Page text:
It may be tempting to speed through this step, but take your time when creaming the butter and sugar together. If possible, use a handheld or stand mixer, and blend everything until very fluffy and pale yellow. Even with a mixer, it can take up to 5 minutes to get the perfect texture.
2. Use Room Temperature Everything:
Yes, everything. I like to take the eggs and butter out first thing in the morning, and wait a few hours before baking.
3. Don't Overmix:
I know this sounds contradictory, but while you want to beat the crap out of the butter and sugar, you want to do the exact opposite when combining the wet and dry ingredients. Ditch the mixer and fold in the dry ingredients by hand, stopping as soon as it comes together.
4. Generously Grease the Pan:
The amount of sugar in pound cake batter makes it stickier than most, so make sure you generously butter your loaf pan and then dust with a light coating of flour.
5. Don't Overbake:
An overbaked pound cake is a dry pound cake, so start testing your cake about 5 minutes before the minimum recommended bake time. If a toothpick inserted into the centre comes out clean, it's done!
More Citrus Desserts to Stress-Bake
If you've been following this blog for more than a minute, you probably know I firmly believe in the mood-lifting properties of citrus, especially when paired with plenty of butter and sugar.
Here are three more feel-good recipes to bring a little sunshine into these dark days:
This dense, buttery poundcake is subtly scented with clementine zest and cardamom. Serve with a dollop of whipped cream, or add a simple blood orange compote for a double-dose of citrus.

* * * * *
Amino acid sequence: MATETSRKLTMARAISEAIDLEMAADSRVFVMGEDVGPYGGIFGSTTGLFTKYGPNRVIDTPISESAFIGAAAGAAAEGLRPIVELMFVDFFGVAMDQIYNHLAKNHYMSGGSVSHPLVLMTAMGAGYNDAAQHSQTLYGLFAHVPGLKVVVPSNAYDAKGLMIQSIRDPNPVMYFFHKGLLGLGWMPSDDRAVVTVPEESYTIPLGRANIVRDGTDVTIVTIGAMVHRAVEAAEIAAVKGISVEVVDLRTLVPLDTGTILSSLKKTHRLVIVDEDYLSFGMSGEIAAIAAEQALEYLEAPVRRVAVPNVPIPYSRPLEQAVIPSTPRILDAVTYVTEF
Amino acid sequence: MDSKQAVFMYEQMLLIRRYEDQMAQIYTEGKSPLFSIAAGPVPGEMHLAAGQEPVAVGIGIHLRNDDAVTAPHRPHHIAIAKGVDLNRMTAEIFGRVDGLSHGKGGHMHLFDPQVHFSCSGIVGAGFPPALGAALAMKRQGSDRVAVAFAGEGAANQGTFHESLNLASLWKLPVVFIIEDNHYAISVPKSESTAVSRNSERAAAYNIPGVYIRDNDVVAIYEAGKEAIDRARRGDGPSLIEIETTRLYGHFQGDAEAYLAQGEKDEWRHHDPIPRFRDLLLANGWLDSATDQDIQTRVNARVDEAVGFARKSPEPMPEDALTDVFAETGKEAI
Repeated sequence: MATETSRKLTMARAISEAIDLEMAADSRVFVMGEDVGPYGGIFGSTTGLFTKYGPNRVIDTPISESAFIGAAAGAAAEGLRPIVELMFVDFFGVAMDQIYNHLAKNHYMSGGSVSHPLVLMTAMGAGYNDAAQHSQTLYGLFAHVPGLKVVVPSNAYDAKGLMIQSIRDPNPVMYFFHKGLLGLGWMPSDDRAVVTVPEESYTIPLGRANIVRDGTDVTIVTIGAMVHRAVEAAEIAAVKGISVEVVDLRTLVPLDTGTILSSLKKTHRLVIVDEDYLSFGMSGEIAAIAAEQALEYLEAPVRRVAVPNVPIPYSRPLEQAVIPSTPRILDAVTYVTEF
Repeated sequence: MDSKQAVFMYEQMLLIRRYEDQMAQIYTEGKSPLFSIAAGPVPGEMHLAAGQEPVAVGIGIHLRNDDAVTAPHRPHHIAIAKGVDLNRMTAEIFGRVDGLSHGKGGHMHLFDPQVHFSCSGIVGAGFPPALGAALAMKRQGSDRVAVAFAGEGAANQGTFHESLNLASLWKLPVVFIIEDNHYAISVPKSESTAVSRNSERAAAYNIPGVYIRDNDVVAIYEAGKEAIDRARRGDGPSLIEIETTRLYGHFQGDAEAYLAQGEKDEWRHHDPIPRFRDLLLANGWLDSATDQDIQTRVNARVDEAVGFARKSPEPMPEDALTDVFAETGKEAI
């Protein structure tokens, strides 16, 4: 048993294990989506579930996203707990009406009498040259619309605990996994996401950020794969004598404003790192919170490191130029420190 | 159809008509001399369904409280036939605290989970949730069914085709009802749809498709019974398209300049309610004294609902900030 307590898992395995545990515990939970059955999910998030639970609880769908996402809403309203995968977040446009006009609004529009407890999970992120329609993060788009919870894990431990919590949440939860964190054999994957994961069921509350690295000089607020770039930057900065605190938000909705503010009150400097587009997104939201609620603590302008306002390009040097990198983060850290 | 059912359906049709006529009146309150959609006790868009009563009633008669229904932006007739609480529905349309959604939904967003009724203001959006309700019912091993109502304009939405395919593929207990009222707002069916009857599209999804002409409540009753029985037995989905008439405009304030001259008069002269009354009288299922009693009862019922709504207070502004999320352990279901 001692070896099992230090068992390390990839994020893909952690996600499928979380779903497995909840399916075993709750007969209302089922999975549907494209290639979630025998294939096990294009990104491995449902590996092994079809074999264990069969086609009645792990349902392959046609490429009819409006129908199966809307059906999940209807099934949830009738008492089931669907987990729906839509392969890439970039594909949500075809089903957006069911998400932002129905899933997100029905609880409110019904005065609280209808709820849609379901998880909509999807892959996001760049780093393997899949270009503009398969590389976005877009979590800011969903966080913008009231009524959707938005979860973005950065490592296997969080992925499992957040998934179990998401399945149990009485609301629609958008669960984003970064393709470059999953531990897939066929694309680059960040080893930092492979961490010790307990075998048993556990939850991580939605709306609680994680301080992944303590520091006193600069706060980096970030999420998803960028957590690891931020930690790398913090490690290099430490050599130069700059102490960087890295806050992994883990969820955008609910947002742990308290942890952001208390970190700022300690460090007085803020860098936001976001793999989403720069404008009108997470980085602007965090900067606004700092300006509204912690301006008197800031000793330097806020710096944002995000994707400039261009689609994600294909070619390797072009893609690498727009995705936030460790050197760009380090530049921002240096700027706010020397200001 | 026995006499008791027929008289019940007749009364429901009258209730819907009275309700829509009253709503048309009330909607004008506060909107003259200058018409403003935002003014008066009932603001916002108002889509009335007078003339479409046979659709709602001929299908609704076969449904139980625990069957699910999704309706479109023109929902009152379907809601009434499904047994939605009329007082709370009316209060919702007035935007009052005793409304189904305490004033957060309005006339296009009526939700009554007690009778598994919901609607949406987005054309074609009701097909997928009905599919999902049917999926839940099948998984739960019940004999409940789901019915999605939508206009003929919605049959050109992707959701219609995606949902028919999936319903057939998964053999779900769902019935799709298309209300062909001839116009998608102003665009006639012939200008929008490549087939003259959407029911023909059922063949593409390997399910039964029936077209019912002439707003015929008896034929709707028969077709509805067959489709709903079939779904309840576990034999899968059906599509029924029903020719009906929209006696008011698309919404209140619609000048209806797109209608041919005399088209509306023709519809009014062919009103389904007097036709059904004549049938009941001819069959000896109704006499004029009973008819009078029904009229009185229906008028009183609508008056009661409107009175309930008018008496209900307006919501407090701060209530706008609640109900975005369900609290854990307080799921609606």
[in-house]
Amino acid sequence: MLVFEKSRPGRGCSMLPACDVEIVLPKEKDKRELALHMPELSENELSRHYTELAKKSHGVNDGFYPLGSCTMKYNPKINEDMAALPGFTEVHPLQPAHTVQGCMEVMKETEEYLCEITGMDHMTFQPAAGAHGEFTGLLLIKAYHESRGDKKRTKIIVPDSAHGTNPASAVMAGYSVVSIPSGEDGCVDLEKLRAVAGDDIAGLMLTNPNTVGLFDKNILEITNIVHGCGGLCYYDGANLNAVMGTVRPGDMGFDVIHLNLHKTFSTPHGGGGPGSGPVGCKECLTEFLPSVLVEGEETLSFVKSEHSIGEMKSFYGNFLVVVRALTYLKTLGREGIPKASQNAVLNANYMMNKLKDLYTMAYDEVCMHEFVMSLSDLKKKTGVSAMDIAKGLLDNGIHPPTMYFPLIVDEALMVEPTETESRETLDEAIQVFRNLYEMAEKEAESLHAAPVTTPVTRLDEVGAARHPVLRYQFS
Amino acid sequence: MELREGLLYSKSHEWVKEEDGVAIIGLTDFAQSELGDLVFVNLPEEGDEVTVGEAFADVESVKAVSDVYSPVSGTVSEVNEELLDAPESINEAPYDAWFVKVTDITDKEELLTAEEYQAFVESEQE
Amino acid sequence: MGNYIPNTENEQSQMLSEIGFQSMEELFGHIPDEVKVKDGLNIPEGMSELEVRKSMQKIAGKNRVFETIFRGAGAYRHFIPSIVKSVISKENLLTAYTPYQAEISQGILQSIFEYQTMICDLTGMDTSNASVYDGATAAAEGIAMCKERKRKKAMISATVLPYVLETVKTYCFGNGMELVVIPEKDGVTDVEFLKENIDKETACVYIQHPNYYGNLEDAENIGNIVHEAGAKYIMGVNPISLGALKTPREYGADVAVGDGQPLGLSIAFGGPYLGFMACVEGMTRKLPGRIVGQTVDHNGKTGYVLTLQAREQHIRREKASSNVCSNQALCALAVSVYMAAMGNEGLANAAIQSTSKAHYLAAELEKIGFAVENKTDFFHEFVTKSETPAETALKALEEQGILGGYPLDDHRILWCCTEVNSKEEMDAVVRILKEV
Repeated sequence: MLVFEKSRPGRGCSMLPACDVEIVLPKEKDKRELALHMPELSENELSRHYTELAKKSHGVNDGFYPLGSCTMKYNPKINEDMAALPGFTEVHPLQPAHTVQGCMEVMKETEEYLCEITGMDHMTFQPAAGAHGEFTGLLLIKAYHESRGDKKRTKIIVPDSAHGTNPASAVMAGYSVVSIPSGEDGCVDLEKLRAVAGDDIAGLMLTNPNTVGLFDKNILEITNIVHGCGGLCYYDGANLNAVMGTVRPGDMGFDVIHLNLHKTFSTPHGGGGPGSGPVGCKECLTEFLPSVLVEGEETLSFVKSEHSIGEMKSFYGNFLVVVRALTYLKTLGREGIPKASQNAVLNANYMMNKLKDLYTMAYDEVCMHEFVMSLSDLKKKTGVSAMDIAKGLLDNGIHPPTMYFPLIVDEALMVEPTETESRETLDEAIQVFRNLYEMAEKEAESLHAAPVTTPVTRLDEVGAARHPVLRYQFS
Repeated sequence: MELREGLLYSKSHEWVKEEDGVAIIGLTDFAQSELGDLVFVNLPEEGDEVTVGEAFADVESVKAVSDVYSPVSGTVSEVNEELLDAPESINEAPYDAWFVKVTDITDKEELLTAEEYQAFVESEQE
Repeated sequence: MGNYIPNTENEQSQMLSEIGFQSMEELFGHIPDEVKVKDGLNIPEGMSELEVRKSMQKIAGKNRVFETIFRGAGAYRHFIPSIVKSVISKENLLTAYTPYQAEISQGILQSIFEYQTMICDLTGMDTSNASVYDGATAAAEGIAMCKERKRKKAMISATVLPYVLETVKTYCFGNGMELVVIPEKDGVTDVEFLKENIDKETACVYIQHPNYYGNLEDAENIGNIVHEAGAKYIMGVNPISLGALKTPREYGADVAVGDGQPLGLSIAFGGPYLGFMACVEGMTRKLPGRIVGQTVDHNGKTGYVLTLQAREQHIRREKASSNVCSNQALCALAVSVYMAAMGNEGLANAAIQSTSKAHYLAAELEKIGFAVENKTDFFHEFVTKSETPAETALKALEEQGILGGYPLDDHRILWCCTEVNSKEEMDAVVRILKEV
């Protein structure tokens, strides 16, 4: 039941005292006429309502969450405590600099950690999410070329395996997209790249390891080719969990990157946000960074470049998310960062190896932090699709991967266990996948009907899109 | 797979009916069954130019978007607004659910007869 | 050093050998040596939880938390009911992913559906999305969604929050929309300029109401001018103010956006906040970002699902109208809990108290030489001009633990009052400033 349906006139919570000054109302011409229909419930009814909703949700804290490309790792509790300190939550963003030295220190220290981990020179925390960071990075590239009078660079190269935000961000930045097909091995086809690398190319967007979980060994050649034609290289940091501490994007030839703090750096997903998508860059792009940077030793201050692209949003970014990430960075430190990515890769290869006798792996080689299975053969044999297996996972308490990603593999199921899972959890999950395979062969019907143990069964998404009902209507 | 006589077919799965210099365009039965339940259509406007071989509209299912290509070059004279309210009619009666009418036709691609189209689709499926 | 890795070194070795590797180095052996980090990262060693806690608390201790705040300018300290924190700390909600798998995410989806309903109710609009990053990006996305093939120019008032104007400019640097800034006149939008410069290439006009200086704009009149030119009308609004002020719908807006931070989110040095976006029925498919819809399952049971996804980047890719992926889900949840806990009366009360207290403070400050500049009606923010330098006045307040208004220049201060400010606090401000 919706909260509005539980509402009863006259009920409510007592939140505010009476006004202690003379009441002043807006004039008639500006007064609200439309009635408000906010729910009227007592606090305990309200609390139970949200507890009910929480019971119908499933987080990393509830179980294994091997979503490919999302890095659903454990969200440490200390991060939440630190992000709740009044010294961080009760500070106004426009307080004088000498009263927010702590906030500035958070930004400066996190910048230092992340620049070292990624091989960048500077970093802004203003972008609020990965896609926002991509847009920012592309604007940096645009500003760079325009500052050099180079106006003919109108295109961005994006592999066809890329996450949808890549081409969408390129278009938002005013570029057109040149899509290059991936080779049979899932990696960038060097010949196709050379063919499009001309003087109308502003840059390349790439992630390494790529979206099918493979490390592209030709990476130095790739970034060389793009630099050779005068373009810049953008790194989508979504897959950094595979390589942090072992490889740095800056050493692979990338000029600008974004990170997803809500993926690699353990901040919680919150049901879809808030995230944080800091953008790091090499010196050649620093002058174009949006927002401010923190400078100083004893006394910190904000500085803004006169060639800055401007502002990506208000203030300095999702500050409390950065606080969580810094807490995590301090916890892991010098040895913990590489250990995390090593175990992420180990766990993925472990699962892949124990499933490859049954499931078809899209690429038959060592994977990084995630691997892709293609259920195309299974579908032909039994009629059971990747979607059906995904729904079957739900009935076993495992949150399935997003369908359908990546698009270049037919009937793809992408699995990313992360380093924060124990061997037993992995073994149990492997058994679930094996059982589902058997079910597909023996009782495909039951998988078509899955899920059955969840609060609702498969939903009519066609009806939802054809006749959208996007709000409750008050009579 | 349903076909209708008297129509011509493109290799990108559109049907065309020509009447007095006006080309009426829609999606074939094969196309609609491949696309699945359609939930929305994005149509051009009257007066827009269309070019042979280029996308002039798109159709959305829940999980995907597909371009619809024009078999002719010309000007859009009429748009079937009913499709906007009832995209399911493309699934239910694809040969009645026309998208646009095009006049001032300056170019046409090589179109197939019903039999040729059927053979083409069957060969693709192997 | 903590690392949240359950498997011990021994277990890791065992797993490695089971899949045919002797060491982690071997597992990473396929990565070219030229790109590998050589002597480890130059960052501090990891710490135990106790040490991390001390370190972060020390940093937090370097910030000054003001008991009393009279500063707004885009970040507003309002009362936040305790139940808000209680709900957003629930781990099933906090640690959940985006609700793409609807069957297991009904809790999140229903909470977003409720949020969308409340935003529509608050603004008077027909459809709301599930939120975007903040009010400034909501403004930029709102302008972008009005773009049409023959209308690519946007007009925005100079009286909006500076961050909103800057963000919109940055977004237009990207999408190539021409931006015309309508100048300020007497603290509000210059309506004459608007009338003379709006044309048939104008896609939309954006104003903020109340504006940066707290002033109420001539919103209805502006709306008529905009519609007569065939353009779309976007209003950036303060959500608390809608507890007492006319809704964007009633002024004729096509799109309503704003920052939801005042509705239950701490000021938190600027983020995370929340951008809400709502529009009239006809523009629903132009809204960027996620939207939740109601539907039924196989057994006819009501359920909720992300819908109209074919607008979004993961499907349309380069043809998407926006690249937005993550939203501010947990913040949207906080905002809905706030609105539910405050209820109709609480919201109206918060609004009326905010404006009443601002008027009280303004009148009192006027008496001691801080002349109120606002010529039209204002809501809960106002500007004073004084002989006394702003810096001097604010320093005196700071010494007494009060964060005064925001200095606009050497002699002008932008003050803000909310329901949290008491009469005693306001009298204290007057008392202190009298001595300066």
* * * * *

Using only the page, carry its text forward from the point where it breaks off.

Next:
- ½ cup butter, softened
- 1 cup sugar
- 3 eggs
- ½ cup full-fat sour cream
- 1 tsp vanilla extract
- 5-6 dashes cardamom bitters
- 1 tbsp clementine zest (~2 clementines)
- 1 ½ cups flour
- 1 tsp baking powder
- ½ tsp salt
- ¼ tsp ground cardamom
- Preheat oven to 375F. Generously grease a 8x4 inch loaf pan, and lightly dust with flour.
- Using a mixer on medium-high speed, cream the butter and sugar in a large bowl until very light and fluffy. Add the eggs, one at a time, beating well after each addition. Fold in the sour cream, vanilla, cardamom bitters and clementine zest.
- Fold in the flour, baking powder, salt and ground cardamom. Mix until just barely combined, making sure not to overmix - a few small floury streaks are okay. Pour the batter into the prepared loaf pan.
- Bake in preheated oven for 55-60 minutes, or until a toothpick inserted into the centre of the cake comes out clean. Let cool in the pan for 5 minutes, then carefully unmold and transfer to a wire rack to cool off completely.
- Ingredient Notes:
Do not use low-fat sour cream in this recipe - it has a higher water content than full-fat, and will affect the texture of the finished loaf.
If you can't find cardamom bitters, you can use angostura or orange bitters instead.
- Storage Notes: This cake is best eaten the day it's made, but will keep for up to 3 days in an airtight container.
- Prep Time: 10 mins
- Cook Time: 60 mins
- Category: Cakes
- Method: Baked
- Cuisine: American